Airvine University Video Series
Session 1 – Episode 2 (6:59 min.)
Here we are. You’ve either listened to the first chapter about who we are and the problem that we’re solving, or you skipped right ahead to this chapter because you want to know more about the actual product itself. So let’s dig in.
Just a few slides here on what we have. The WaveTunnel system really has three fundamental components: there is the antenna which is a 60Ghz beam-forming multiphased array. It’s an extremely narrow beam and with this narrow beam we get a high spectral reuse as well as quite a bit of system gain in the antenna itself. With this system gain we are able to go through most interior walls, sheetrock, wood, glass, all of these can be penetrated by the WaveTunnel system, and in some cases you can go through two or three of these walls in a single link.
This simplifies the deployment by taking that line of sight requirement for 60 GHz and removing it. In addition, with the beam-forming we go plus or minus 45°, and I’ll show you a little bit later how you can steer around corners with this beam steering.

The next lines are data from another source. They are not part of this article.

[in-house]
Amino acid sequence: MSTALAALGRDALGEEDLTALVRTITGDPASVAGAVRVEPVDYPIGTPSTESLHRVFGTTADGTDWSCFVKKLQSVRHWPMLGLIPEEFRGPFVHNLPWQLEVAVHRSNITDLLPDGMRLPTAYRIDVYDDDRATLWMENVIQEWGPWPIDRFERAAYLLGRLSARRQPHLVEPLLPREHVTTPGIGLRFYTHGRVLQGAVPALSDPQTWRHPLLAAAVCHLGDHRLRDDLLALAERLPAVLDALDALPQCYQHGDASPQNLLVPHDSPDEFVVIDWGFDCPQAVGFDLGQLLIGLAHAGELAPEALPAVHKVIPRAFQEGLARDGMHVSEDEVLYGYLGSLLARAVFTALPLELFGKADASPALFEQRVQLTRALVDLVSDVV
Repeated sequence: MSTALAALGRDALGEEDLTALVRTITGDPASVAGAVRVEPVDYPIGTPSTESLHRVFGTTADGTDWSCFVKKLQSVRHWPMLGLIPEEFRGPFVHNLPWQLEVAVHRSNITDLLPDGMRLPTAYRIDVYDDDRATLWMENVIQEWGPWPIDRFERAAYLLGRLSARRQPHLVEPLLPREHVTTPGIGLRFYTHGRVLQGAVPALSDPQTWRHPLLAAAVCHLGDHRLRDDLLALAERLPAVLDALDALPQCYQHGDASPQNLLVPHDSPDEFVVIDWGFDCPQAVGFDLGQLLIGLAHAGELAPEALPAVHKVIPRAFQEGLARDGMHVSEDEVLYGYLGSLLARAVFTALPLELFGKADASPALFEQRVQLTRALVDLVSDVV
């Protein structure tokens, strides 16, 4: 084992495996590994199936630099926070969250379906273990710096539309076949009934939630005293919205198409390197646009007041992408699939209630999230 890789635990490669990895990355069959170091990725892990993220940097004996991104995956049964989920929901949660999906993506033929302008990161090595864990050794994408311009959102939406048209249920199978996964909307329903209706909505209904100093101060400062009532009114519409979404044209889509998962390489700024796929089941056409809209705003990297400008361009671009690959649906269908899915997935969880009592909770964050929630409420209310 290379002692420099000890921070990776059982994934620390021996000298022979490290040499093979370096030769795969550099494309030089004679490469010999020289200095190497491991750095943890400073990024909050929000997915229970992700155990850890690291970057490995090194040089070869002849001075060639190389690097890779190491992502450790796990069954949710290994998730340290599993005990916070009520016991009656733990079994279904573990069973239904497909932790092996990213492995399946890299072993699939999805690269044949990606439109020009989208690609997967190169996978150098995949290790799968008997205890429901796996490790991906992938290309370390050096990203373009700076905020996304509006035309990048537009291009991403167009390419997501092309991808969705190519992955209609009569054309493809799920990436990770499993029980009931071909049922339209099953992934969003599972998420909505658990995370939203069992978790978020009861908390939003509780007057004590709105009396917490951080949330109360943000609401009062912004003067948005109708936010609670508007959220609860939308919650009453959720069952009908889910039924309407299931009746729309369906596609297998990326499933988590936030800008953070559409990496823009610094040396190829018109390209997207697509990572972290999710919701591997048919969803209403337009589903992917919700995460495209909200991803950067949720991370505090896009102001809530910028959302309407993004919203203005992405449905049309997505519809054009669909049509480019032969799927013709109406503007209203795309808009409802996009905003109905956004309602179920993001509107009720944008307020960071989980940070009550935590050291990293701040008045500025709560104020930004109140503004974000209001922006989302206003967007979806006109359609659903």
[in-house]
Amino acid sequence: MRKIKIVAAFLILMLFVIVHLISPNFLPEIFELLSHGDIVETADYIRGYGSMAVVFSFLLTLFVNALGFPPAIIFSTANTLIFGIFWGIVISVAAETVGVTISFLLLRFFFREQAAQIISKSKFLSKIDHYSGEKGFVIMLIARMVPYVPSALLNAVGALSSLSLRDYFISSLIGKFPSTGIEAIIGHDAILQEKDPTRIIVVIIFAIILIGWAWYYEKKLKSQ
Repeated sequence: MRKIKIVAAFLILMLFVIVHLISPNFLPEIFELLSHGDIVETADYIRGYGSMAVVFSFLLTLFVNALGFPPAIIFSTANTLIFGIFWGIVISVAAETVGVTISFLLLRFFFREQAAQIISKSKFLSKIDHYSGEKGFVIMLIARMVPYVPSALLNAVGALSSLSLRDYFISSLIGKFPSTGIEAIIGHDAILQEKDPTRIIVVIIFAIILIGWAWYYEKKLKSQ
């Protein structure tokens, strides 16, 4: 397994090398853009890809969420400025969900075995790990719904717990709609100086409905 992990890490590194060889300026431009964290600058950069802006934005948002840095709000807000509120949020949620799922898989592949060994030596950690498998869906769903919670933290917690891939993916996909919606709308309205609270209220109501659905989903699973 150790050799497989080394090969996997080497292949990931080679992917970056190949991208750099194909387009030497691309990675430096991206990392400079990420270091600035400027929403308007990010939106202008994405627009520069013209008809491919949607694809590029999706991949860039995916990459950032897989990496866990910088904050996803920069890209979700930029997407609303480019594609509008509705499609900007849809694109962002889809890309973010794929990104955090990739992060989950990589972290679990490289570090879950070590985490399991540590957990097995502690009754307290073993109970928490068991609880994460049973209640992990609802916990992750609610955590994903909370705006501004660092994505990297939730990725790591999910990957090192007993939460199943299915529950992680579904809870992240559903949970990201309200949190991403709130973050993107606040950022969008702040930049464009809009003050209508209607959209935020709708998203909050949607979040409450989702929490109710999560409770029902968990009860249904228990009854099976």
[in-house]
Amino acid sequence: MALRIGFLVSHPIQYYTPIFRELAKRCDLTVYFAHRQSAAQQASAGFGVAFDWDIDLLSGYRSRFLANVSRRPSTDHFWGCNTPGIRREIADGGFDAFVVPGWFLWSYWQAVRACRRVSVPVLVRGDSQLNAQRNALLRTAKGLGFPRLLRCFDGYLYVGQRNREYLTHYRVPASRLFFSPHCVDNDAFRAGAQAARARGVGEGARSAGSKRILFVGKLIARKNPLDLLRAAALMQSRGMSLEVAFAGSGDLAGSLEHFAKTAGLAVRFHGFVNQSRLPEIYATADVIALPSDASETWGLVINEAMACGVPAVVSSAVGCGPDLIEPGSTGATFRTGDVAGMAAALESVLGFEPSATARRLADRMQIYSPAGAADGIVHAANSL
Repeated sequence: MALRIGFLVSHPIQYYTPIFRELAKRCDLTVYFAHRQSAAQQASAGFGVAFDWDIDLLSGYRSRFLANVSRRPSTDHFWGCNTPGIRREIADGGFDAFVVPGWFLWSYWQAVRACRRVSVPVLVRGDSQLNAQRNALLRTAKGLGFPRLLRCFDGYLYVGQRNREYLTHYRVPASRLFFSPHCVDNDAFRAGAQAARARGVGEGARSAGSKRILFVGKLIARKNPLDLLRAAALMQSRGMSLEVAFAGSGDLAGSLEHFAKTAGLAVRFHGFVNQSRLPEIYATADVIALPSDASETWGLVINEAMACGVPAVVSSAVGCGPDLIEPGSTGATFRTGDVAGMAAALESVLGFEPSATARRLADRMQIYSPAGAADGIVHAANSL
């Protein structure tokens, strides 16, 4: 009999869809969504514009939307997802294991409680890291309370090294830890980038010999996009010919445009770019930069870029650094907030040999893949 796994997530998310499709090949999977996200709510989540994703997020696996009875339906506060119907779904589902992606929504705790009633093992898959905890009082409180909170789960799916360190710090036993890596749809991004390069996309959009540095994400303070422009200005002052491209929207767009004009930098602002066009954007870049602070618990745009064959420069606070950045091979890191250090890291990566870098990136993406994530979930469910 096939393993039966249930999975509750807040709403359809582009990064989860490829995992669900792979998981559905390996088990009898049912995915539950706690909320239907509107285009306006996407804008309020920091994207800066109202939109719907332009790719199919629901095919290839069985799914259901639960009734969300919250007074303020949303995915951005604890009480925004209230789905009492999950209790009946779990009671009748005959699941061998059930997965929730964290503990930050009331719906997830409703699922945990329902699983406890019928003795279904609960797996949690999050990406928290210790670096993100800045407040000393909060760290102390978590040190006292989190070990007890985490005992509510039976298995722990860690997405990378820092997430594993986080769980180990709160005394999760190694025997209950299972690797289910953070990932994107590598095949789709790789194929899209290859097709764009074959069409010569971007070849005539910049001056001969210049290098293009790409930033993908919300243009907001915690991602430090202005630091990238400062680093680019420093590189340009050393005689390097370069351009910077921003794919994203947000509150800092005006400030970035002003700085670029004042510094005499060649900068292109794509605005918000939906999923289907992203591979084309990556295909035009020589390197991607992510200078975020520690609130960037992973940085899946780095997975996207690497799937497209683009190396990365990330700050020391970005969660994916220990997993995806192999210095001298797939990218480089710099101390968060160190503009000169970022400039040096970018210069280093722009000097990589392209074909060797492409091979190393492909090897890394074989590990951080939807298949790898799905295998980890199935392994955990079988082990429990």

So between the ability to steer around corners and go through internal walls, deploying a WaveTunnel system is as easy as it gets.
This antenna is hooked up to the node, and we’ll show you a picture of the box in just a little bit. Maybe if you can see this is a WaveTunnel box, not sure if this is coming through but it’s basically a bridge with four PoE ports on it. You configure and manage this device with your smartphone and it goes 100 up to 100 meters in distance. You can add drop or relay traffic onto the ports and each of those PoE ports supplies up to 60 watts for an external device; and just as important as the antenna and the node in the physical box is the software.
Our Vine Suite software consists of the Vine OS, VineManager, Airvine Mobile and Vine IQ. The Box itself as you can see it’s about the size of an Xbox, it would be hanging on the ceiling of your of your deployment, and you can see the PoE ports and the D connector for power. On our WaveTunnel 2041SM, as mentioned 1 to 2 gigabits per second today with more tomorrow.